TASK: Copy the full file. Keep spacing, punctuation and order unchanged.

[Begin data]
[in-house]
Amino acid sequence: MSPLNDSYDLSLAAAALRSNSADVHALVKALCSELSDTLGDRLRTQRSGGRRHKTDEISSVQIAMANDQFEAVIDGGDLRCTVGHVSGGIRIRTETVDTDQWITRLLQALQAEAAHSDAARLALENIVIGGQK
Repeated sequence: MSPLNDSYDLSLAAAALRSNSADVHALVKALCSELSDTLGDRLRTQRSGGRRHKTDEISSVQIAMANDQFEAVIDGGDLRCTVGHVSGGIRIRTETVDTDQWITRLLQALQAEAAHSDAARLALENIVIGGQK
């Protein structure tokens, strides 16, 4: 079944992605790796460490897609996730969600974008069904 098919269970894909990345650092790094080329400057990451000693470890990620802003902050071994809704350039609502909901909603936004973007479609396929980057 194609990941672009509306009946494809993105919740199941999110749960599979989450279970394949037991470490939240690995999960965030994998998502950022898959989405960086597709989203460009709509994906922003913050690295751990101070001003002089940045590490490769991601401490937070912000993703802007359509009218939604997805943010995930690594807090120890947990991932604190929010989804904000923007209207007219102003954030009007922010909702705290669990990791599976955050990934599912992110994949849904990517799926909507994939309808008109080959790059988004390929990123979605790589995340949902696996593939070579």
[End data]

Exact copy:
[in-house]
Amino acid sequence: MSPLNDSYDLSLAAAALRSNSADVHALVKALCSELSDTLGDRLRTQRSGGRRHKTDEISSVQIAMANDQFEAVIDGGDLRCTVGHVSGGIRIRTETVDTDQWITRLLQALQAEAAHSDAARLALENIVIGGQK
Repeated sequence: MSPLNDSYDLSLAAAALRSNSADVHALVKALCSELSDTLGDRLRTQRSGGRRHKTDEISSVQIAMANDQFEAVIDGGDLRCTVGHVSGGIRIRTETVDTDQWITRLLQALQAEAAHSDAARLALENIVIGGQK
């Protein structure tokens, strides 16, 4: 079944992605790796460490897609996730969600974008069904 098919269970894909990345650092790094080329400057990451000693470890990620802003902050071994809704350039609502909901909603936004973007479609396929980057 194609990941672009509306009946494809993105919740199941999110749960599979989450279970394949037991470490939240690995999960965030994998998502950022898959989405960086597709989203460009709509994906922003913050690295751990101070001003002089940045590490490769991601401490937070912000993703802007359509009218939604997805943010995930690594807090120890947990991932604190929010989804904000923007209207007219102003954030009007922010909702705290669990990791599976955050990934599912992110994949849904990517799926909507994939309808008109080959790059988004390929990123979605790589995340949902696996593939070579």